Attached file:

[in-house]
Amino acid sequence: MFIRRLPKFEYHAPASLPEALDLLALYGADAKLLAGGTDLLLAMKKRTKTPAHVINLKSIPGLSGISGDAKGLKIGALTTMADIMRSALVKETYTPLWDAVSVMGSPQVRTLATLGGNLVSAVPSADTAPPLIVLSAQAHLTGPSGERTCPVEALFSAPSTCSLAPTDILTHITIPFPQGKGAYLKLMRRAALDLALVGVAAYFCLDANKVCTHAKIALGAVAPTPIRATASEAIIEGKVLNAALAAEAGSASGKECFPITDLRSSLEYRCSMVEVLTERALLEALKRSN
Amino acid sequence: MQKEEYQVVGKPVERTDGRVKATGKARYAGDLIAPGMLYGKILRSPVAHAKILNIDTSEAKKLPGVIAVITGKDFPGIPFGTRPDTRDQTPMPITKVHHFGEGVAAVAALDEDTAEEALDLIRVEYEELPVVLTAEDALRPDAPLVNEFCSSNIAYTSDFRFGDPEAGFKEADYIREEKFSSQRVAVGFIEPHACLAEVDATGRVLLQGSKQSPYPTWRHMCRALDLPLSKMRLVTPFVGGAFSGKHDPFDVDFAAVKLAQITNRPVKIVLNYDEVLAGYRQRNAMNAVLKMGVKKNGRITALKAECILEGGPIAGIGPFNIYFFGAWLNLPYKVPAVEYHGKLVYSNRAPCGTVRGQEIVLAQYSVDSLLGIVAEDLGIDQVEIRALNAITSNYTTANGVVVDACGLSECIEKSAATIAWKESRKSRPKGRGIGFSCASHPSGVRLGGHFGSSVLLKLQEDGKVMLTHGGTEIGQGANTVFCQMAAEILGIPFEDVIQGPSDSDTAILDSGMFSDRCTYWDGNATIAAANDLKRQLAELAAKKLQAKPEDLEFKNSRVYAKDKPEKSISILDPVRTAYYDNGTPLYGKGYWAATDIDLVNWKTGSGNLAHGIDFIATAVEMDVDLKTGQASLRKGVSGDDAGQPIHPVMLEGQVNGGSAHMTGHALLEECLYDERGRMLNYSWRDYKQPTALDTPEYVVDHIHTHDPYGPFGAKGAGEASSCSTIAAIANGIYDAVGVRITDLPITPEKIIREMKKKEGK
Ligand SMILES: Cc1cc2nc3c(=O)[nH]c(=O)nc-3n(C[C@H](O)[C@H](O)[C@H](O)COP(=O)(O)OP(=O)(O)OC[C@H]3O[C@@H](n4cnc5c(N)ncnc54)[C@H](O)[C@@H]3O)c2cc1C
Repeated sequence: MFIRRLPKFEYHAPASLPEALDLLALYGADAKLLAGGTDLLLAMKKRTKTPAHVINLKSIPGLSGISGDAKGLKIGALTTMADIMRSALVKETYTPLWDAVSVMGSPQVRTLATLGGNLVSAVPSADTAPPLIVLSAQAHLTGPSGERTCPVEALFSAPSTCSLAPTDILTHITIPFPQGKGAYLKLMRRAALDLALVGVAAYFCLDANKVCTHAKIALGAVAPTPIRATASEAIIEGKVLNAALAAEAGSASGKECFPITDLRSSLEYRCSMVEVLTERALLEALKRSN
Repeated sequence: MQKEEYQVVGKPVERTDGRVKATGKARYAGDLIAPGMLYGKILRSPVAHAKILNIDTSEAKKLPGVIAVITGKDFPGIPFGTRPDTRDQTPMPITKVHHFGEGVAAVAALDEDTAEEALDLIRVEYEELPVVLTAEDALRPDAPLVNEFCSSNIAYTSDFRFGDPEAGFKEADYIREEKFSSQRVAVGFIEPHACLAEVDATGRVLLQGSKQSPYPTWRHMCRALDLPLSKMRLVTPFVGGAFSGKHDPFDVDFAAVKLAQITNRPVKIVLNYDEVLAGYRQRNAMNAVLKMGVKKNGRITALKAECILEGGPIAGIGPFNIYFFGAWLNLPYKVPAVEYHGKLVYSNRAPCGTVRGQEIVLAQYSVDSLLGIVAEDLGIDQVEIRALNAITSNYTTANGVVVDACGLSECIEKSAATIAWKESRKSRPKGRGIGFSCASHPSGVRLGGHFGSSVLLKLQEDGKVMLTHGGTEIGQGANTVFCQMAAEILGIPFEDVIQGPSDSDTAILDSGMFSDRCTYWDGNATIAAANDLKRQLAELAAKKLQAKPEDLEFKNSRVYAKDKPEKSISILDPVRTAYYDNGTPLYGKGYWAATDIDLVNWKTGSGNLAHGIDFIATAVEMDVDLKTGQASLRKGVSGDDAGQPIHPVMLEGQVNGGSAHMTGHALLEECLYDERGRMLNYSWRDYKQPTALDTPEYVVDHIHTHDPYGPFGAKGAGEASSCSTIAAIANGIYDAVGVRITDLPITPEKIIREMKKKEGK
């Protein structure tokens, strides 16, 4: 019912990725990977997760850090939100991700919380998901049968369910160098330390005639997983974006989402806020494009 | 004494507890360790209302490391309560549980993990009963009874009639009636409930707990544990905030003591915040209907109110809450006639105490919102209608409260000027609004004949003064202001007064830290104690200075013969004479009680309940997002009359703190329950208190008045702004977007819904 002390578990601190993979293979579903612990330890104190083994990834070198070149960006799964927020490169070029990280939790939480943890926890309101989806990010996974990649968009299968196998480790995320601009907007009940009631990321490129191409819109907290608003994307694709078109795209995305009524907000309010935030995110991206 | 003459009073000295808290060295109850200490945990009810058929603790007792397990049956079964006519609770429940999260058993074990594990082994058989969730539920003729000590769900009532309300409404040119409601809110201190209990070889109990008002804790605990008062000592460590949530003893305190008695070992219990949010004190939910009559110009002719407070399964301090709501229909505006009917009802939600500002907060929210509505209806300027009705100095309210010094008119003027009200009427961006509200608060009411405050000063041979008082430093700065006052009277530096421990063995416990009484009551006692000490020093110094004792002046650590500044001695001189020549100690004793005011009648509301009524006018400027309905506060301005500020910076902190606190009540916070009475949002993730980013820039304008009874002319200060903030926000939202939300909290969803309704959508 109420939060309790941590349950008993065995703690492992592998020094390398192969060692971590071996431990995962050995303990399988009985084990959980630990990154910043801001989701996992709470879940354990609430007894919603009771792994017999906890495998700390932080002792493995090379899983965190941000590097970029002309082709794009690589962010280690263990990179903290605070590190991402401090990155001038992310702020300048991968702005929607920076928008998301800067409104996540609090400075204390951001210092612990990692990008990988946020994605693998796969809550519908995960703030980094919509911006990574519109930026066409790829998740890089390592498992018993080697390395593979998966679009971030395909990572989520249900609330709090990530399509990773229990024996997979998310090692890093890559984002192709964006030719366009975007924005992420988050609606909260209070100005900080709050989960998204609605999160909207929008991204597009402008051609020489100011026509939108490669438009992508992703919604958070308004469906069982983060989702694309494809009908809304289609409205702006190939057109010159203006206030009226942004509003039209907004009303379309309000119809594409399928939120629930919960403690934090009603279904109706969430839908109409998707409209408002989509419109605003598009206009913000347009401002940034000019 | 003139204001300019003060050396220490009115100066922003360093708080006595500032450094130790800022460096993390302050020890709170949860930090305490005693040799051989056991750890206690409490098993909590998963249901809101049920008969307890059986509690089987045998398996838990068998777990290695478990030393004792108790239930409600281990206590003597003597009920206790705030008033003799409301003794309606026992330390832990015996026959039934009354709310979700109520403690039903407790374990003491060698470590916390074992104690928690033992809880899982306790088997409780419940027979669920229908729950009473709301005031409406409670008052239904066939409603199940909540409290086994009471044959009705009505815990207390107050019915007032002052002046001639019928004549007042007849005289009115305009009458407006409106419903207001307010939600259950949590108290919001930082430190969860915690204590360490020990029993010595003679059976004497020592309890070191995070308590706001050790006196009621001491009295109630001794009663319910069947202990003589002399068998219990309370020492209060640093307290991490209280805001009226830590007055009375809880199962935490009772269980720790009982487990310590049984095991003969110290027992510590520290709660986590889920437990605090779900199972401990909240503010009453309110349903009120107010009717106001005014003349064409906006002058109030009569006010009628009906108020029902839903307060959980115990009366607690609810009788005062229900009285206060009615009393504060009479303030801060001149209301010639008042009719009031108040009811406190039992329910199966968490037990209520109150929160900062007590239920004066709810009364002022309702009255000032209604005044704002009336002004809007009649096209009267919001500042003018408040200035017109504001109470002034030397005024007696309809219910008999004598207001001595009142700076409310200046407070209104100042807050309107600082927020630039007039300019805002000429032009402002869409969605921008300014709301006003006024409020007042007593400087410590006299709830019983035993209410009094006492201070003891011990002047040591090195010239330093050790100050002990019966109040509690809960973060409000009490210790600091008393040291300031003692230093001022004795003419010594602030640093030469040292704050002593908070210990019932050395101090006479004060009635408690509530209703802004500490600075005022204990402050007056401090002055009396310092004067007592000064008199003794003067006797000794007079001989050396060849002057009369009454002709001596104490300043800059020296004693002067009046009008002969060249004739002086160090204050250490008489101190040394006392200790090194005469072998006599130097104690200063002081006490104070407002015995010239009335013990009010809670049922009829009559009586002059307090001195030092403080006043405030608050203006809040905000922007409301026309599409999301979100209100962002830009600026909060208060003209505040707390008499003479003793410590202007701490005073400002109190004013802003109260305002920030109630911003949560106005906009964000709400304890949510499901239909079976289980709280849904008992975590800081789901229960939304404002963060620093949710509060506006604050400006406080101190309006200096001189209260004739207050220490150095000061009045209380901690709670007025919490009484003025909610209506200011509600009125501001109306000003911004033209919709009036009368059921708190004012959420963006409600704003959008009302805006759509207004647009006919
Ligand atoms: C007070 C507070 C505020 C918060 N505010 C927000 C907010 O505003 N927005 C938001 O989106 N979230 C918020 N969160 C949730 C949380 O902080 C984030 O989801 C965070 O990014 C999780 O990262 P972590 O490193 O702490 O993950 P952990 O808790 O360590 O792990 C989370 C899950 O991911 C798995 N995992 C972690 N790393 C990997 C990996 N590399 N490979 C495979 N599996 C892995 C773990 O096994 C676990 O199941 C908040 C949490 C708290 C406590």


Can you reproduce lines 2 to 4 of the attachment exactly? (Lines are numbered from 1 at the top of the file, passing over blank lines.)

Amino acid sequence: MFIRRLPKFEYHAPASLPEALDLLALYGADAKLLAGGTDLLLAMKKRTKTPAHVINLKSIPGLSGISGDAKGLKIGALTTMADIMRSALVKETYTPLWDAVSVMGSPQVRTLATLGGNLVSAVPSADTAPPLIVLSAQAHLTGPSGERTCPVEALFSAPSTCSLAPTDILTHITIPFPQGKGAYLKLMRRAALDLALVGVAAYFCLDANKVCTHAKIALGAVAPTPIRATASEAIIEGKVLNAALAAEAGSASGKECFPITDLRSSLEYRCSMVEVLTERALLEALKRSN
Amino acid sequence: MQKEEYQVVGKPVERTDGRVKATGKARYAGDLIAPGMLYGKILRSPVAHAKILNIDTSEAKKLPGVIAVITGKDFPGIPFGTRPDTRDQTPMPITKVHHFGEGVAAVAALDEDTAEEALDLIRVEYEELPVVLTAEDALRPDAPLVNEFCSSNIAYTSDFRFGDPEAGFKEADYIREEKFSSQRVAVGFIEPHACLAEVDATGRVLLQGSKQSPYPTWRHMCRALDLPLSKMRLVTPFVGGAFSGKHDPFDVDFAAVKLAQITNRPVKIVLNYDEVLAGYRQRNAMNAVLKMGVKKNGRITALKAECILEGGPIAGIGPFNIYFFGAWLNLPYKVPAVEYHGKLVYSNRAPCGTVRGQEIVLAQYSVDSLLGIVAEDLGIDQVEIRALNAITSNYTTANGVVVDACGLSECIEKSAATIAWKESRKSRPKGRGIGFSCASHPSGVRLGGHFGSSVLLKLQEDGKVMLTHGGTEIGQGANTVFCQMAAEILGIPFEDVIQGPSDSDTAILDSGMFSDRCTYWDGNATIAAANDLKRQLAELAAKKLQAKPEDLEFKNSRVYAKDKPEKSISILDPVRTAYYDNGTPLYGKGYWAATDIDLVNWKTGSGNLAHGIDFIATAVEMDVDLKTGQASLRKGVSGDDAGQPIHPVMLEGQVNGGSAHMTGHALLEECLYDERGRMLNYSWRDYKQPTALDTPEYVVDHIHTHDPYGPFGAKGAGEASSCSTIAAIANGIYDAVGVRITDLPITPEKIIREMKKKEGK
Ligand SMILES: Cc1cc2nc3c(=O)[nH]c(=O)nc-3n(C[C@H](O)[C@H](O)[C@H](O)COP(=O)(O)OP(=O)(O)OC[C@H]3O[C@@H](n4cnc5c(N)ncnc54)[C@H](O)[C@@H]3O)c2cc1C